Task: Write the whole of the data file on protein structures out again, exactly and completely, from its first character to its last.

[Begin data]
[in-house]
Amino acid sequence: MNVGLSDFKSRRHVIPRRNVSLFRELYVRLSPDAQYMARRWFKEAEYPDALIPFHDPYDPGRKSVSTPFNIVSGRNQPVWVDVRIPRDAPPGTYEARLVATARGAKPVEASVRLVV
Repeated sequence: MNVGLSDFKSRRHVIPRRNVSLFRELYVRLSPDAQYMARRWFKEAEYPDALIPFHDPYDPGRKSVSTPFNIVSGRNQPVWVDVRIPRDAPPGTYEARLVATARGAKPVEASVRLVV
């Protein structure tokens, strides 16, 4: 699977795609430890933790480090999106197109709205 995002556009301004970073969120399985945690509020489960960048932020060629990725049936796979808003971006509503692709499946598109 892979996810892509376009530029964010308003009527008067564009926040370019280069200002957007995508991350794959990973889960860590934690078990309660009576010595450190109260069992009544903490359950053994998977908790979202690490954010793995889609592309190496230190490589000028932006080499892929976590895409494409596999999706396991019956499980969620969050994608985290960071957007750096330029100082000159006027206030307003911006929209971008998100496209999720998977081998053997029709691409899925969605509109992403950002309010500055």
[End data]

[in-house]
Amino acid sequence: MNVGLSDFKSRRHVIPRRNVSLFRELYVRLSPDAQYMARRWFKEAEYPDALIPFHDPYDPGRKSVSTPFNIVSGRNQPVWVDVRIPRDAPPGTYEARLVATARGAKPVEASVRLVV
Repeated sequence: MNVGLSDFKSRRHVIPRRNVSLFRELYVRLSPDAQYMARRWFKEAEYPDALIPFHDPYDPGRKSVSTPFNIVSGRNQPVWVDVRIPRDAPPGTYEARLVATARGAKPVEASVRLVV
């Protein structure tokens, strides 16, 4: 699977795609430890933790480090999106197109709205 995002556009301004970073969120399985945690509020489960960048932020060629990725049936796979808003971006509503692709499946598109 892979996810892509376009530029964010308003009527008067564009926040370019280069200002957007995508991350794959990973889960860590934690078990309660009576010595450190109260069992009544903490359950053994998977908790979202690490954010793995889609592309190496230190490589000028932006080499892929976590895409494409596999999706396991019956499980969620969050994608985290960071957007750096330029100082000159006027206030307003911006929209971008998100496209999720998977081998053997029709691409899925969605509109992403950002309010500055």